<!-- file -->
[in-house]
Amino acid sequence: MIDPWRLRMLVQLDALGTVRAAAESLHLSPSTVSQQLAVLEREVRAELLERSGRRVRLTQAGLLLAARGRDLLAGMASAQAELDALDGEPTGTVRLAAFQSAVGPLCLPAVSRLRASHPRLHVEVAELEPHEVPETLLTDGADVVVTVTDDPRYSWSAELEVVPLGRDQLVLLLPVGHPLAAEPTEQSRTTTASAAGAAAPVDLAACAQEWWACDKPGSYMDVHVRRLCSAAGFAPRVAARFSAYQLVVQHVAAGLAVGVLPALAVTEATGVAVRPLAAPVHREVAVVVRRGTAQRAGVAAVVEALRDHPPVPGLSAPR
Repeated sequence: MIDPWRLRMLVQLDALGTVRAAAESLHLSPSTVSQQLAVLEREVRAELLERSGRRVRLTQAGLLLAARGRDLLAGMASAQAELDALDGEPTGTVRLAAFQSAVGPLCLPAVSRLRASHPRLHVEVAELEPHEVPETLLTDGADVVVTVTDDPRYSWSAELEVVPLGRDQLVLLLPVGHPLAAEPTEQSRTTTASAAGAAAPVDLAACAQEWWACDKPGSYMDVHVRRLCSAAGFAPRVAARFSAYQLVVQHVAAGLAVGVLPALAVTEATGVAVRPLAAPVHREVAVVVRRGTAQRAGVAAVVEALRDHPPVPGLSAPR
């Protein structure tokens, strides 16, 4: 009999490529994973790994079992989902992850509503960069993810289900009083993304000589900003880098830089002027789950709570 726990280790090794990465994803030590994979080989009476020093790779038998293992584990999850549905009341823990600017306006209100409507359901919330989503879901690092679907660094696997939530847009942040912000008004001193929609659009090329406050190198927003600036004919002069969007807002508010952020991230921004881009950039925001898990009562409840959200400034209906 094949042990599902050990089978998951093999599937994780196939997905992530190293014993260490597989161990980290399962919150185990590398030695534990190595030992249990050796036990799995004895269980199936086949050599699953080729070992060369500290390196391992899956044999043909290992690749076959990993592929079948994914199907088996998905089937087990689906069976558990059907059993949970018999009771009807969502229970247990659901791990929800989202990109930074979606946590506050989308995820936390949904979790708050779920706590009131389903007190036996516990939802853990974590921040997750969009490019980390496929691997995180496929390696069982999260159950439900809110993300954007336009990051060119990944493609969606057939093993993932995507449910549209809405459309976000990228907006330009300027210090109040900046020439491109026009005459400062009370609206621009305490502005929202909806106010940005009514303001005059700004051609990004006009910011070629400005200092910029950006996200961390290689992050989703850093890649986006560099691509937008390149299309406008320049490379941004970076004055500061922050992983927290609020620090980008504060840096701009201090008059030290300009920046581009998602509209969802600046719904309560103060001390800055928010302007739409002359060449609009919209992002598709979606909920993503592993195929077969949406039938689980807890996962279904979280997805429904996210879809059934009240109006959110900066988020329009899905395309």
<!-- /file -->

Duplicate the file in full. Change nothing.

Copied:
[in-house]
Amino acid sequence: MIDPWRLRMLVQLDALGTVRAAAESLHLSPSTVSQQLAVLEREVRAELLERSGRRVRLTQAGLLLAARGRDLLAGMASAQAELDALDGEPTGTVRLAAFQSAVGPLCLPAVSRLRASHPRLHVEVAELEPHEVPETLLTDGADVVVTVTDDPRYSWSAELEVVPLGRDQLVLLLPVGHPLAAEPTEQSRTTTASAAGAAAPVDLAACAQEWWACDKPGSYMDVHVRRLCSAAGFAPRVAARFSAYQLVVQHVAAGLAVGVLPALAVTEATGVAVRPLAAPVHREVAVVVRRGTAQRAGVAAVVEALRDHPPVPGLSAPR
Repeated sequence: MIDPWRLRMLVQLDALGTVRAAAESLHLSPSTVSQQLAVLEREVRAELLERSGRRVRLTQAGLLLAARGRDLLAGMASAQAELDALDGEPTGTVRLAAFQSAVGPLCLPAVSRLRASHPRLHVEVAELEPHEVPETLLTDGADVVVTVTDDPRYSWSAELEVVPLGRDQLVLLLPVGHPLAAEPTEQSRTTTASAAGAAAPVDLAACAQEWWACDKPGSYMDVHVRRLCSAAGFAPRVAARFSAYQLVVQHVAAGLAVGVLPALAVTEATGVAVRPLAAPVHREVAVVVRRGTAQRAGVAAVVEALRDHPPVPGLSAPR
């Protein structure tokens, strides 16, 4: 009999490529994973790994079992989902992850509503960069993810289900009083993304000589900003880098830089002027789950709570 726990280790090794990465994803030590994979080989009476020093790779038998293992584990999850549905009341823990600017306006209100409507359901919330989503879901690092679907660094696997939530847009942040912000008004001193929609659009090329406050190198927003600036004919002069969007807002508010952020991230921004881009950039925001898990009562409840959200400034209906 094949042990599902050990089978998951093999599937994780196939997905992530190293014993260490597989161990980290399962919150185990590398030695534990190595030992249990050796036990799995004895269980199936086949050599699953080729070992060369500290390196391992899956044999043909290992690749076959990993592929079948994914199907088996998905089937087990689906069976558990059907059993949970018999009771009807969502229970247990659901791990929800989202990109930074979606946590506050989308995820936390949904979790708050779920706590009131389903007190036996516990939802853990974590921040997750969009490019980390496929691997995180496929390696069982999260159950439900809110993300954007336009990051060119990944493609969606057939093993993932995507449910549209809405459309976000990228907006330009300027210090109040900046020439491109026009005459400062009370609206621009305490502005929202909806106010940005009514303001005059700004051609990004006009910011070629400005200092910029950006996200961390290689992050989703850093890649986006560099691509937008390149299309406008320049490379941004970076004055500061922050992983927290609020620090980008504060840096701009201090008059030290300009920046581009998602509209969802600046719904309560103060001390800055928010302007739409002359060449609009919209992002598709979606909920993503592993195929077969949406039938689980807890996962279904979280997805429904996210879809059934009240109006959110900066988020329009899905395309």